Models that contain the Implementer : Tan, Qing

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    Models   Description
1.  Auditory nerve response model (Tan, Carney 2003)
A computational model was developed to simulate the responses of auditory-nerve (AN) fibers in cat. The incorporation of both the level-independent frequency glide and the level-dependent compressive nonlinearity into a phenomenological model for the AN was the primary focus of this work. The ability of this model to process arbitrary sound inputs makes it a useful tool for studying peripheral auditory processing.
2.  Encoding and discrimination of vowel-like sounds (Tan and Carney 2005)
"The sensitivity of listeners to changes in the center frequency of vowel-like harmonic complexes as a function of the center frequency of the complex cannot be explained by changes in the level of the stimulus [Lyzenga and Horst, J. Acoust. Soc. Am. 98, 1943–1955 (1995)]. Rather, a complex pattern of sensitivity is seen; for a spectrum with a triangular envelope, the greatest sensitivity occurs when the center frequency falls between harmonics, whereas for a spectrum with a trapezoidal envelope, greatest sensitivity occurs when the center frequency is aligned with a harmonic. In this study, the thresholds of a population model of auditory-nerve (AN) fibers were quantitatively compared to these trends in psychophysical thresholds. Single-fiber and population model responses were evaluated in terms of both average discharge rate and the combination of rate and timing information. ..."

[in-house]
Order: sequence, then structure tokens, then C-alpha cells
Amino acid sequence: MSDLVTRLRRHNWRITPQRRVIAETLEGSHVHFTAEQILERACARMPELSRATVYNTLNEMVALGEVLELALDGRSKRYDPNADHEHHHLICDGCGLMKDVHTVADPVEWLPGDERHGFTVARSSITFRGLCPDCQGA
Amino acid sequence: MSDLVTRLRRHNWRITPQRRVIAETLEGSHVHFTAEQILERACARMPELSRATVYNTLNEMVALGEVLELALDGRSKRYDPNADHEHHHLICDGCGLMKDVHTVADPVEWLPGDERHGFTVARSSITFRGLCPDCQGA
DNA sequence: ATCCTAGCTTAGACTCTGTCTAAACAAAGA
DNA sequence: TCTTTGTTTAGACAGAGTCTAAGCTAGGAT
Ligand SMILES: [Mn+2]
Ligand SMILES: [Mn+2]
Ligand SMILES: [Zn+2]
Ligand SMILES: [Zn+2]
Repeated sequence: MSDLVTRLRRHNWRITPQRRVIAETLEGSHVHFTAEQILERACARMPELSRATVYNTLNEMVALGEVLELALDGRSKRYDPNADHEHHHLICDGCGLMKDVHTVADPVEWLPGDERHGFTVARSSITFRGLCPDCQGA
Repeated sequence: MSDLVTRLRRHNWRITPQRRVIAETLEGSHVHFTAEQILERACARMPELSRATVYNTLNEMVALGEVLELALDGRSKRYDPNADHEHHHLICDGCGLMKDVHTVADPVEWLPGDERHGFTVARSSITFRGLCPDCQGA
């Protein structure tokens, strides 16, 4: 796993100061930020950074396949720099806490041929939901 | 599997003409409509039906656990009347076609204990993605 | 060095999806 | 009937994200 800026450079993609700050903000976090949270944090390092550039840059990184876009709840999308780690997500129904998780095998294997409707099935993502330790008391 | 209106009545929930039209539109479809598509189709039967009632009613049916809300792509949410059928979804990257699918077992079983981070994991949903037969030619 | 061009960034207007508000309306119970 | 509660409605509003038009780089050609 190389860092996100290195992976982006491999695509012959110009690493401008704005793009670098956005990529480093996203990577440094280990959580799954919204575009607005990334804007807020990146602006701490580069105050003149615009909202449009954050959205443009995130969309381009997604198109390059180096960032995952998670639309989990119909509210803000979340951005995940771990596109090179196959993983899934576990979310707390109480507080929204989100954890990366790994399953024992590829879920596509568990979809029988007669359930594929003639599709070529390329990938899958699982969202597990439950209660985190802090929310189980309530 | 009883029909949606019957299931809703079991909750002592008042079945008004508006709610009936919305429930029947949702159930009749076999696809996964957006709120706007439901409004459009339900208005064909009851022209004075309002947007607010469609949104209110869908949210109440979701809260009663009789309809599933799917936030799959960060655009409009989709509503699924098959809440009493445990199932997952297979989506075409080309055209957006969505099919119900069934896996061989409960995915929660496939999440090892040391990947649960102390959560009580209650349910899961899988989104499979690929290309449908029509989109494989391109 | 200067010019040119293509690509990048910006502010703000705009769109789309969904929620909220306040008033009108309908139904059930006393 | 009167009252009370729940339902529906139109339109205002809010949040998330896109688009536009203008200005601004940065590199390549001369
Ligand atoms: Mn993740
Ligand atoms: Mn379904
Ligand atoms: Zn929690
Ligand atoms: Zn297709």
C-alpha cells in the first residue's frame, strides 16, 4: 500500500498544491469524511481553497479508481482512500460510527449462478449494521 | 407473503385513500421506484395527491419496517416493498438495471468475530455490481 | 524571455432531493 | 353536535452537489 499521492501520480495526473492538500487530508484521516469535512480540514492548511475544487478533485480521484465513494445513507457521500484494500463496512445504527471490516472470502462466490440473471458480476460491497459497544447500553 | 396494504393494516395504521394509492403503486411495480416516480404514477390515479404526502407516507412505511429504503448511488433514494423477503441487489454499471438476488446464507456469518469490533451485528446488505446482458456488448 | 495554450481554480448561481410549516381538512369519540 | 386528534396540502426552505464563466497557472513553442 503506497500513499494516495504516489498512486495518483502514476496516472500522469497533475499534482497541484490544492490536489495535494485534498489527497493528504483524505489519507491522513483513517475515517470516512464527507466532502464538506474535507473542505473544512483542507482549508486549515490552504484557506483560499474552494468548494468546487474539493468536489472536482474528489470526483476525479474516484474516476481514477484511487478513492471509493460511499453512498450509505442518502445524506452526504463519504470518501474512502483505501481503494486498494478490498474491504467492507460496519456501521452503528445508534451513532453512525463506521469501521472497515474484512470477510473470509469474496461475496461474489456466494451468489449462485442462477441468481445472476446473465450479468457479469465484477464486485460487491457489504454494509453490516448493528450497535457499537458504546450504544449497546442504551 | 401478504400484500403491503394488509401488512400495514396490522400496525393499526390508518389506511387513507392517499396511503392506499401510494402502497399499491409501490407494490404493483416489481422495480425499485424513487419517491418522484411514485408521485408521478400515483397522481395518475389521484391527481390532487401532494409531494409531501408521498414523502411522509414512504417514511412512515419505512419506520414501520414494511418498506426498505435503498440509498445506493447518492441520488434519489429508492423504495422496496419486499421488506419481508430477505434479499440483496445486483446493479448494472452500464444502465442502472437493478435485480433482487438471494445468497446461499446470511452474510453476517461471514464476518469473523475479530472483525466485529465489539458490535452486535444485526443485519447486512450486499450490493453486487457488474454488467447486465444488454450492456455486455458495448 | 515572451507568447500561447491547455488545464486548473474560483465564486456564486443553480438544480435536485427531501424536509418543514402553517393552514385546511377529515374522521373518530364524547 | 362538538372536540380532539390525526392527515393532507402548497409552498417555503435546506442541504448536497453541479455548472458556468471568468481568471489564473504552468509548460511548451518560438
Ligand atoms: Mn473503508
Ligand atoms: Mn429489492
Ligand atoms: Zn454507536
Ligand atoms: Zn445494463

3.  Predicting formant-frequency discrimination in noise (Tan and Carney 2006)
"To better understand how the auditory system extracts speech signals in the presence of noise, discrimination thresholds for the second formant frequency were predicted with simulations of auditory-nerve responses. These predictions employed either average-rate information or combined rate and timing information, and either populations of model fibers tuned across a wide range of frequencies or a subset of fibers tuned to a restricted frequency range. In general, combined temporal and rate information for a small population of model fibers tuned near the formant frequency was most successful in replicating the trends reported in behavioral data for formant-frequency discrimination. ..."

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